Government should be easing, not restricting barriers to travel – Farry

Alliance Party Justice Spokesperson, Stephen Farry MLA, has expressed concerns at proposals from the British Government this week which would require air and sea travellers between the Republic of Ireland and the United Kingdom to undergo passport checks.

He again called upon the British and Irish Governments to sign up to the European Schengen Agreement to enable the continuation of free movement of people between the UK and the Republic of Ireland. His call comes following proposals from the UK Borders Agency for the introduction of identity checks for travellers between jurisdictions, and the undermining of the Common Travel Area. Last year, Alliance proposed a motion in the Assembly calling for the UK and Ireland to sign up to Schengen.

Dr Stephen Farry MLA stated: “At a time when the rest of Europe is enjoying greater freedom of movement, greater barriers are to be created with the British Isles.

“The Common Travel Area, which has served the people of these islands well since 1922, is under threat. There has always been a close and special relationship between the peoples of the two islands.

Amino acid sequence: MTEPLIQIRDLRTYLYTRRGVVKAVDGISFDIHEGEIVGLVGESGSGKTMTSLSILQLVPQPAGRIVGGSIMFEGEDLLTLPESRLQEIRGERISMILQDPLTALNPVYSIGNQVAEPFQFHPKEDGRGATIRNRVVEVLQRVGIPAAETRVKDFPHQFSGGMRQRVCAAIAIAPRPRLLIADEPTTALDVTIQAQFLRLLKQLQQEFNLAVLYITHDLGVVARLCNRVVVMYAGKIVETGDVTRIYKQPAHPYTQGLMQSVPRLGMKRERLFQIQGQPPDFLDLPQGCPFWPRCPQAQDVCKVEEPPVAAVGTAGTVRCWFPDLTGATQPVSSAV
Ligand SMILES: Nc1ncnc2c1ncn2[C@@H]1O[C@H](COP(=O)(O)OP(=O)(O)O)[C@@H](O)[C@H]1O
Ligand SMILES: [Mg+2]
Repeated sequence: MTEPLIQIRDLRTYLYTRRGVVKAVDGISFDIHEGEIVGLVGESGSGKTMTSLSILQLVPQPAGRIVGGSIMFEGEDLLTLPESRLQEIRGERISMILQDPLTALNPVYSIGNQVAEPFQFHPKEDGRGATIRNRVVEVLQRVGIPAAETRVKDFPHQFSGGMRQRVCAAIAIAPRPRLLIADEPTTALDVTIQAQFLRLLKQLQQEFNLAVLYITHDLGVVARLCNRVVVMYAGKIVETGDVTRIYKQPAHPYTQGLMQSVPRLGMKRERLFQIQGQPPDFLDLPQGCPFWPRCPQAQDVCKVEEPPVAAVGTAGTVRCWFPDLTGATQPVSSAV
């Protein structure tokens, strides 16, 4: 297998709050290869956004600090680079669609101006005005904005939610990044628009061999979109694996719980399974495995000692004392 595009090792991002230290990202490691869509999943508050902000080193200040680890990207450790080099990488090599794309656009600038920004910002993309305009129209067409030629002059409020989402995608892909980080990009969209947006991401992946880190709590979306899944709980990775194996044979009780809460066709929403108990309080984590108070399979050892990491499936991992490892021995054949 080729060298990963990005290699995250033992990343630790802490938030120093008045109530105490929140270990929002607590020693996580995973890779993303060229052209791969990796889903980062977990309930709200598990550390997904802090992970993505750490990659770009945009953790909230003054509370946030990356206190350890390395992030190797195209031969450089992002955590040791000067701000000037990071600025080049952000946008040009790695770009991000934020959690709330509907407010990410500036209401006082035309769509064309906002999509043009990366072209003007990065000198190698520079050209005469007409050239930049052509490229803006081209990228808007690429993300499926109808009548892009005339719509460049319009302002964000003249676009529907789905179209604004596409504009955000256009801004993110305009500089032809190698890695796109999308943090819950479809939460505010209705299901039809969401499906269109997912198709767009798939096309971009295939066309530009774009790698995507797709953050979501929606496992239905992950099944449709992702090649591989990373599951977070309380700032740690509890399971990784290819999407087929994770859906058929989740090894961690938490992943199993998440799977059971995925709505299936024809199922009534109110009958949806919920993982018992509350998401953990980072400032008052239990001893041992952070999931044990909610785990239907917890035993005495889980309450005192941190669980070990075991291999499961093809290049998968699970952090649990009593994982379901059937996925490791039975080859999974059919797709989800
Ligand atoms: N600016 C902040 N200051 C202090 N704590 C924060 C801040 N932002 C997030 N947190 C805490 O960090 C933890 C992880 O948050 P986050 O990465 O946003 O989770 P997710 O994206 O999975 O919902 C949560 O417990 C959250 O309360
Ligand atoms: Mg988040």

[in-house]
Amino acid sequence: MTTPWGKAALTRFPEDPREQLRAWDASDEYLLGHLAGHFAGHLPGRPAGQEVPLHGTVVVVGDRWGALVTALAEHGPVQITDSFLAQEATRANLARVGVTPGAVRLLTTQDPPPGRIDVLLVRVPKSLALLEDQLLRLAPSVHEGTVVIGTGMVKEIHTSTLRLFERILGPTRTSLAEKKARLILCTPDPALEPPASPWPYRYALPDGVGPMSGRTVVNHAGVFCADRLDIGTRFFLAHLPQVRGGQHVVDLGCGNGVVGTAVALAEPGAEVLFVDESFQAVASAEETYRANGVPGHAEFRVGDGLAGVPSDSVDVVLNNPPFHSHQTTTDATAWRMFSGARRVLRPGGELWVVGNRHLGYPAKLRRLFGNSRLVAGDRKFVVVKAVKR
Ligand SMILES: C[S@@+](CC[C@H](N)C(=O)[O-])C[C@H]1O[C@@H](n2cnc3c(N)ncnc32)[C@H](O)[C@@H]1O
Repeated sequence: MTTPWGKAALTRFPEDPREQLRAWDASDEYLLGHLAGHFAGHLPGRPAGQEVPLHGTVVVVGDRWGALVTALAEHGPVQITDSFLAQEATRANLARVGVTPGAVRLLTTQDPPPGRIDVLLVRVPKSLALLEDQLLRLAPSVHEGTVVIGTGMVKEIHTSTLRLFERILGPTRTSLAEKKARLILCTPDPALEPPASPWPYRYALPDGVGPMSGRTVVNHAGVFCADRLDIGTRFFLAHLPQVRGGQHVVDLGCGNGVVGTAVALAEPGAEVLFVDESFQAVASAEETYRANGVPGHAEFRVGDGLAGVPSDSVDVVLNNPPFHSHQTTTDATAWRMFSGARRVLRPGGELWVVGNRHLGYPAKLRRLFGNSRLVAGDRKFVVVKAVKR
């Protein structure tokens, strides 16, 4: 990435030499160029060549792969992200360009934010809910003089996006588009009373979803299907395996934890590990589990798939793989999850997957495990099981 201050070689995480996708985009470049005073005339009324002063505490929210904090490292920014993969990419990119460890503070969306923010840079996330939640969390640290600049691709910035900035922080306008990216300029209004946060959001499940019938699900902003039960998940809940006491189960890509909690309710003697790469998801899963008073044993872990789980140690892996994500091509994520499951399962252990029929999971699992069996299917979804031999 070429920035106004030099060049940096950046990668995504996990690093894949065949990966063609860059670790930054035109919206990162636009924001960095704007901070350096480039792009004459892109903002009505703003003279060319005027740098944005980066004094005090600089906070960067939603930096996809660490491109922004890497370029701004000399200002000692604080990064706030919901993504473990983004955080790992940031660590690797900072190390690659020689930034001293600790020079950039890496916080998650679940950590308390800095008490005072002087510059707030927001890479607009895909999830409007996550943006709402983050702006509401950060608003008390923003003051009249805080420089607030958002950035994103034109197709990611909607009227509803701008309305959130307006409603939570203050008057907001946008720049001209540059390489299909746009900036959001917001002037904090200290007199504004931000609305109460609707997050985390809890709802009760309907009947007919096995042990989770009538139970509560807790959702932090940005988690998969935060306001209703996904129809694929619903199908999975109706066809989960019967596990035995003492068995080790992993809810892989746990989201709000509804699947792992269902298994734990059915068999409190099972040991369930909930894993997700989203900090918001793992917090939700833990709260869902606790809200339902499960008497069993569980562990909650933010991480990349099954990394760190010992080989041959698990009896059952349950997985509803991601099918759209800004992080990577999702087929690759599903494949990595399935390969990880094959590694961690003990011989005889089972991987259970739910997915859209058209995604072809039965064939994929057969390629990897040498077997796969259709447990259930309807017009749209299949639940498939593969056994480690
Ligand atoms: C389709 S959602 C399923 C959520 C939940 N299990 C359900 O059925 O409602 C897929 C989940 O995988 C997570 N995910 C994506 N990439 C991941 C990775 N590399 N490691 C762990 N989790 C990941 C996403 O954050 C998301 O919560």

“By contrast, the Schengen Agreement delivers freedom of movement for European citizens. It effectively removes internal border controls within Europe, but also strengthens common external borders. Security and anti-terrorist information is shared across participating states. So, it provides both easier internal movement and enhanced public protection.

“Schengen is a fundamental part of the architecture of a modern Europe. It covers all members of the European Union, bar the United Kingdom and the Republic of Ireland, and even extends to four non-EU countries, including Switzerland, Norway and Iceland.

“The UK and the Republic of Ireland remain the odd ones out in Europe. Euro-sceptic sentiment has prevented the UK from participating fully, against its own interests. Ireland has followed suit in order to preserve the Common Travel Area. The argument about two islands separate from continental Europe does not stand up, bearing in mind the participation of Iceland.

“Rather than creating barriers, the British Government should be seeking to break them down. The time is now right for a major rethink and appreciation of the benefits of signing up to Schengen. Given the particular geographic circumstances facing Northern Ireland, it is imperative that both governments do so.”


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